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The H-T weighs in on "hateful" message board posts
The Herald-Times awards "Orchids & Onions" each week in short praise/criticism segments. Saturday's H-T issued this single "onion":
I'm not sure what to think of this one. Generally, I agree. People who think they are anonymous do spout off hateful, defamatory, and potentially libelous remarks around the Web. Others post messages devoid of content for the sole purpose of trying to incite a flame war. Still others enjoy insulting and attacking their favorite targets without contributing to the discussion. Anonymity brings the "courage" to say all kinds of nasty things that you would not put your real name on.
It's not that being anonymous is in and of itself a bad thing. There are good reasons someone may want to remain anonymous when saying controversial (but not hateful, defamatory or libelous) things. Still others don't want their real name (and location, if it's a local board) out there on the Internet for all to see. The problem with anonymity is when it encourages libel, defamation of character, personal attacks, racist hate speech, and other undesirable behaviors.
What I'm interested in is why the H-T felt the need to address this. From May of 2001 to March of last year, the H-T ran the Hoosier Talk forums. (The H-T had been running forums since 1997, but the new software was vastly superior.) The forums were closed when things got too nasty. The biggest example of racism was a poster who called herself "America", and she was pretty much driven from the forum after a year of spreading anti-Semitic propaganda.
The interesting thing about the Hoosier Talk forums is that it could have worked. I understand that Hoosier Talk's moderator could not afford to spend all day babysitting a group of brats more interested in bickering than in discussing issues of the day. He has other responsibilities and moderating an active forum takes a lot of time. But there were many others who did contribute in a positive way to the forum, and enjoyed it. It is too bad that a few trolls managed to ruin the forum for everyone else.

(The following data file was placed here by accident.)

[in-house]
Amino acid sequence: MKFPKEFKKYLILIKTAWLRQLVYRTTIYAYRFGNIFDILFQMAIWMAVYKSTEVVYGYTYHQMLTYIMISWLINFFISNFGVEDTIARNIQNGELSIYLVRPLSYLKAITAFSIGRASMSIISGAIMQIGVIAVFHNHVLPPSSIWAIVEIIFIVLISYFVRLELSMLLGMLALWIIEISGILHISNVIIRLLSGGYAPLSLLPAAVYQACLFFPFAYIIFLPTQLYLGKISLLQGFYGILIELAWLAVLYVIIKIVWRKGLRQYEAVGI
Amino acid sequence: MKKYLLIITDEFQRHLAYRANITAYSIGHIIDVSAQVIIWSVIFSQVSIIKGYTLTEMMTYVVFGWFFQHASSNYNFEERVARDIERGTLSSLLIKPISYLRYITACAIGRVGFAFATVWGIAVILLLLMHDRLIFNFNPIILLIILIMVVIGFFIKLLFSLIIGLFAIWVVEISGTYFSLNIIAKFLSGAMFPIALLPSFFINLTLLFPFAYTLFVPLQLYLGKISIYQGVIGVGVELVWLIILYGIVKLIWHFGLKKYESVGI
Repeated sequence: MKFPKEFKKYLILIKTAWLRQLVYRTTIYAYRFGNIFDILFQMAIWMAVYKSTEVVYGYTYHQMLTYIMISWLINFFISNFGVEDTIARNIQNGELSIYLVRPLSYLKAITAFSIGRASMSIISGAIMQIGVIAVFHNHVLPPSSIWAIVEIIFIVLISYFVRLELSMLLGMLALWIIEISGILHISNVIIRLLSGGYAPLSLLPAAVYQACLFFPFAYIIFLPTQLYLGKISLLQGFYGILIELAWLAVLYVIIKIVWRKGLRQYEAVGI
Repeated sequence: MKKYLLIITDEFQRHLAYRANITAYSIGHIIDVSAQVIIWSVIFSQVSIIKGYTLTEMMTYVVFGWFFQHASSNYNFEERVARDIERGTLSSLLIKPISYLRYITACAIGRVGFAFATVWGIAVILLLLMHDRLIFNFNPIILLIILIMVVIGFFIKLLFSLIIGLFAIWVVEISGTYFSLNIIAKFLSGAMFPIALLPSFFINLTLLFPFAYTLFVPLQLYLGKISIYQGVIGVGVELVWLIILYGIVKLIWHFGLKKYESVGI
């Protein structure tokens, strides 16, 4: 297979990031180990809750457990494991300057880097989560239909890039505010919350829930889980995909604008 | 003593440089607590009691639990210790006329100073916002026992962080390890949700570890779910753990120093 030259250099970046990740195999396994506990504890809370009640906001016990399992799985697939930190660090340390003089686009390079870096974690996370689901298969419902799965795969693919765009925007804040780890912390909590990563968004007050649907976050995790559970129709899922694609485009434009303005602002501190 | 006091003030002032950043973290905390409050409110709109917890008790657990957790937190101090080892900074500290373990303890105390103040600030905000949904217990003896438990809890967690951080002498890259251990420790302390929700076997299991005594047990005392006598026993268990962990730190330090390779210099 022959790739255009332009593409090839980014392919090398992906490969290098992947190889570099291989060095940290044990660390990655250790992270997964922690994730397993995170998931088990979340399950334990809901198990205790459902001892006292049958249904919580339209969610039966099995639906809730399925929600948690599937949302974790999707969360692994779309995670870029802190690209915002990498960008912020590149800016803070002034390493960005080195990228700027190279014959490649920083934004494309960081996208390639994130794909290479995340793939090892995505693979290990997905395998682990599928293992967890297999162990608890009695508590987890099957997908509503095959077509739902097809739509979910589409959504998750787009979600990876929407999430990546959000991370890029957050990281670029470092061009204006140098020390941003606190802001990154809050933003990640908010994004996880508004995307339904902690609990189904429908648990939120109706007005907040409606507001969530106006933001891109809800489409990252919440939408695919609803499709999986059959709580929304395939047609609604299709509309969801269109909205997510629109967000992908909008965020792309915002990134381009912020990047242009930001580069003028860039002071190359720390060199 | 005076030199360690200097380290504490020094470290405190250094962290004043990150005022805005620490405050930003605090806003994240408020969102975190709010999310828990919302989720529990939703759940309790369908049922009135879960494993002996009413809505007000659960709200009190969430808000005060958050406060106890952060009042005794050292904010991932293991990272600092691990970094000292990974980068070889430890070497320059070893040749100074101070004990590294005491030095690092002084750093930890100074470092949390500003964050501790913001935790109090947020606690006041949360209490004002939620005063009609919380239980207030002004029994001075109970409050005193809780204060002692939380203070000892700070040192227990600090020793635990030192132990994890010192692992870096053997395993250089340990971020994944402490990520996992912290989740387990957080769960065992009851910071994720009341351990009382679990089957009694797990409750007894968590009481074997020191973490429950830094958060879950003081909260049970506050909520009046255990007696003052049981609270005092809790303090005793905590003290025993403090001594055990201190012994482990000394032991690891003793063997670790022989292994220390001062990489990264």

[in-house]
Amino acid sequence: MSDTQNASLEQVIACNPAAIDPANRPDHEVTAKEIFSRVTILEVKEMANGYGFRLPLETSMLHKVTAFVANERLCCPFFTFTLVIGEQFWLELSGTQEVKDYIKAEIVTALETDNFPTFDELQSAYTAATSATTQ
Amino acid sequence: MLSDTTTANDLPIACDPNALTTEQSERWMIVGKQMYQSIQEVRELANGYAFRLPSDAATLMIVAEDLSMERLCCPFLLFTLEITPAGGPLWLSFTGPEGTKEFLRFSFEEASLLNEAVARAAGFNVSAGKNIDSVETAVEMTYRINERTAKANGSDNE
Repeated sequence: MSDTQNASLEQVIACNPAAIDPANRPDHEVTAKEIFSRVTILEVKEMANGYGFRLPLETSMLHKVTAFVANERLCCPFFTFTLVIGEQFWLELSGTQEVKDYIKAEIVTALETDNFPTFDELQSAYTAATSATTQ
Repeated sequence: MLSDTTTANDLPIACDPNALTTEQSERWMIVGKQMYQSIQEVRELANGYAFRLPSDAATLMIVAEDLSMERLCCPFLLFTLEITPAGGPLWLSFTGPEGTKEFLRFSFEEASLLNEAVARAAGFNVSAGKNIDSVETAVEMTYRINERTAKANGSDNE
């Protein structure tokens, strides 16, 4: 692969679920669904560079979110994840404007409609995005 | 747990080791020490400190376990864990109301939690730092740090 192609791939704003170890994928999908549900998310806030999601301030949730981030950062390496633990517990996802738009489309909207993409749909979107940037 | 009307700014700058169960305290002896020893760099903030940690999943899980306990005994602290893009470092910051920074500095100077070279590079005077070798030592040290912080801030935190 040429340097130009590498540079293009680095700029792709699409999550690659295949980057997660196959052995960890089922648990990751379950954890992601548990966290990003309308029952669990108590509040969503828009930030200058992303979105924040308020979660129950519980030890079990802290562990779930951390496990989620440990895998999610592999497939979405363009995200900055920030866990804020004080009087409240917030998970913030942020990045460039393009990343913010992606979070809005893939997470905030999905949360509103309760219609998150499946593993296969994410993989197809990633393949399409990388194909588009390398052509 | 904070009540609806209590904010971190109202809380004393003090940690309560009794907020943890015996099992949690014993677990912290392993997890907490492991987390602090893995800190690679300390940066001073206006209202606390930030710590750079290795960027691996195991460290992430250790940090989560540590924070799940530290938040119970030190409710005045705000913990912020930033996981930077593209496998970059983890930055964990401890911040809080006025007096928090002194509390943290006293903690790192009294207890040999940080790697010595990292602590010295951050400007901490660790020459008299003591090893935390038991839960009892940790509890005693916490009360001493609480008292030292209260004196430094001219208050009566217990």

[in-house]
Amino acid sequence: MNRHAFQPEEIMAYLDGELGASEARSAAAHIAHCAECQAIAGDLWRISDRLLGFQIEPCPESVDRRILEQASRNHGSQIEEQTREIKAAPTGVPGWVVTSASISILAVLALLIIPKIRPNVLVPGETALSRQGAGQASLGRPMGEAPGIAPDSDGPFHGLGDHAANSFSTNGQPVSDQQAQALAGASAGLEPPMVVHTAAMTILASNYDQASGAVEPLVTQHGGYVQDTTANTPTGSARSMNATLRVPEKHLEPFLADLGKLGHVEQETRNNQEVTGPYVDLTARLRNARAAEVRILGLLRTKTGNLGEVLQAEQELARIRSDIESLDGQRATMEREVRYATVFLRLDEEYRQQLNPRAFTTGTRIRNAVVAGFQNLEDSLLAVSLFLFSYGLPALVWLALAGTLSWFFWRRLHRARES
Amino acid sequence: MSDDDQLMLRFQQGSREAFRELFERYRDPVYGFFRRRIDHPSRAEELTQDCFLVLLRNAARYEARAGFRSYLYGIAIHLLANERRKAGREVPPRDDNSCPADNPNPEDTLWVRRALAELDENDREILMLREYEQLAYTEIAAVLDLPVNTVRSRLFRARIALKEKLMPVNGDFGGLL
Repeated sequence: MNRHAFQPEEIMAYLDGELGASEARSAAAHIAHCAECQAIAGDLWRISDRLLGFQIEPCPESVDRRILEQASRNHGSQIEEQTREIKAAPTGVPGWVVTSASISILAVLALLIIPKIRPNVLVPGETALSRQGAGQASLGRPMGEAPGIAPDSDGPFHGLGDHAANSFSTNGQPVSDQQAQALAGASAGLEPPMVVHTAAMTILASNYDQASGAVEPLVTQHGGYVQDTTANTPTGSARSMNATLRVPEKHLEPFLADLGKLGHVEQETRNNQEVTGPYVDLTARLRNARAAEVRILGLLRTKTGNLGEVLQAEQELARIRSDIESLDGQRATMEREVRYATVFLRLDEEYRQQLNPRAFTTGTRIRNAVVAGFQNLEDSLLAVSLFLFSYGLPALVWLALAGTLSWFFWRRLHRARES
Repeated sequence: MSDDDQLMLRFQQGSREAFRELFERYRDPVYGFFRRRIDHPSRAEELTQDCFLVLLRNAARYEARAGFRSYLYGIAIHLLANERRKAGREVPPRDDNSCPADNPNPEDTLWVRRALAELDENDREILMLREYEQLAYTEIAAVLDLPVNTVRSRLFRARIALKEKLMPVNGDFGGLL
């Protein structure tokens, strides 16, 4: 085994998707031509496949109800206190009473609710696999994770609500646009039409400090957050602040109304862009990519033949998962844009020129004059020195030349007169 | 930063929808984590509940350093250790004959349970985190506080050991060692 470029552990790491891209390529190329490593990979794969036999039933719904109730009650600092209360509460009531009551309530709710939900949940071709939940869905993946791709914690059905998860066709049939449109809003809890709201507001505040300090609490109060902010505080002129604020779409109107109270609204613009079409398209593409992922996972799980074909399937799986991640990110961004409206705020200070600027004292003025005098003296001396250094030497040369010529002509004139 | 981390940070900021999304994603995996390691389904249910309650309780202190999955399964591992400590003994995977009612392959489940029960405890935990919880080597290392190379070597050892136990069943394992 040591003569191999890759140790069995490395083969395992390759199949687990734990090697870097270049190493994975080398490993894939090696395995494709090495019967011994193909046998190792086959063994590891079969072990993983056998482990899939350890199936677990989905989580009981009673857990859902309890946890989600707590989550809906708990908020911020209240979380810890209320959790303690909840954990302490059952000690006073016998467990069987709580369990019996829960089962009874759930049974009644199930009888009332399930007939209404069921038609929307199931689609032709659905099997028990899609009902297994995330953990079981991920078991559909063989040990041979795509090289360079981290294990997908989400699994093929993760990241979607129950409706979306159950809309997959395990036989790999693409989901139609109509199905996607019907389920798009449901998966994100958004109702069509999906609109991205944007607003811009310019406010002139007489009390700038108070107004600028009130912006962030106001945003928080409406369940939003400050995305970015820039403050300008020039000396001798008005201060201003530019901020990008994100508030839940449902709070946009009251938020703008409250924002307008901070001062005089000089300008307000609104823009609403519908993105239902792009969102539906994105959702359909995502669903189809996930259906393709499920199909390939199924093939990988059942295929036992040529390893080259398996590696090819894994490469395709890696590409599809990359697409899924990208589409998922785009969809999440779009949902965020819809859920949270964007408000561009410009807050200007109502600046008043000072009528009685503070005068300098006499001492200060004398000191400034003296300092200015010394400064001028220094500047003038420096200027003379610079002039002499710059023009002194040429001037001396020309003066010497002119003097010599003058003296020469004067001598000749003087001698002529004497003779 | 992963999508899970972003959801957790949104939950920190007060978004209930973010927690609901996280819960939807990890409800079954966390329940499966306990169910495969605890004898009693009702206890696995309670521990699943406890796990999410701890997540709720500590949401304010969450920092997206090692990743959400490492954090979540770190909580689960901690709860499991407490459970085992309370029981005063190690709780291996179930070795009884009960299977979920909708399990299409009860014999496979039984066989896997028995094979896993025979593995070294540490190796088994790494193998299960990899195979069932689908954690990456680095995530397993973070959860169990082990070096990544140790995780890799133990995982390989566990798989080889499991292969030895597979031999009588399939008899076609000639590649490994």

But a workable solution was well within reach. The H-T could have easily recruited a group of volunteers who would have been more than willing to moderate the free of charge. Three or four moderators would have been more than enough. To make sure good strings are not permanently deleted, the moderators would only have power to put posts that are potentially over the line into a "Penalty Box" only viewable by the moderators. I'm sure there is a way to make the IP addresses of the computers from where messages are being posted visible only to the staff. (For possible reporting to the offending poster's Internet Service Provider for terms of service violations.) Only the HoosierTimes.com tech staff would have the power to permanently delete a thread or post.
I suspect the demise of Hoosier Talk had less to do with the trolls than with the fact that the forums were upsetting the H-T's desire for "Pleasantville". Those ideologues (the ones that the H-T is always saying "can't get elected" despite evidence to the contrary) were disagreeing! We can't have that! Furthermore, I suspect that the H-T was somewhat embarrassed that people could read breaking local stories on the forums before (sometimes several days before) they appeared in the newspaper. The stories and editorials in the H-T also took beatings on a nearly daily basis.
Fortunately, local resident Greg Travis had set up his own debate forum around the same time Hoosier Talk opened. Most of the people on Hoosier Talk moved there when it closed. While one can discuss national issues anywhere, and other newspapers (like the Indianapolis Star and the Fort Wayne Journal-Gazette) offer the opportunity to discuss state issues, Hoosier Talk was, for a time, the only place where people could gather and talk about local issues. Of course, if AssMoTalk didn't exist, new forums (shameless plug) would have been set up elsewhere, either on a paid server or on one of the many free forum-hosting services, but Greg should be lauded for his willingness to put up with often rowdy forum participants to fill the void that Hoosier Talk left.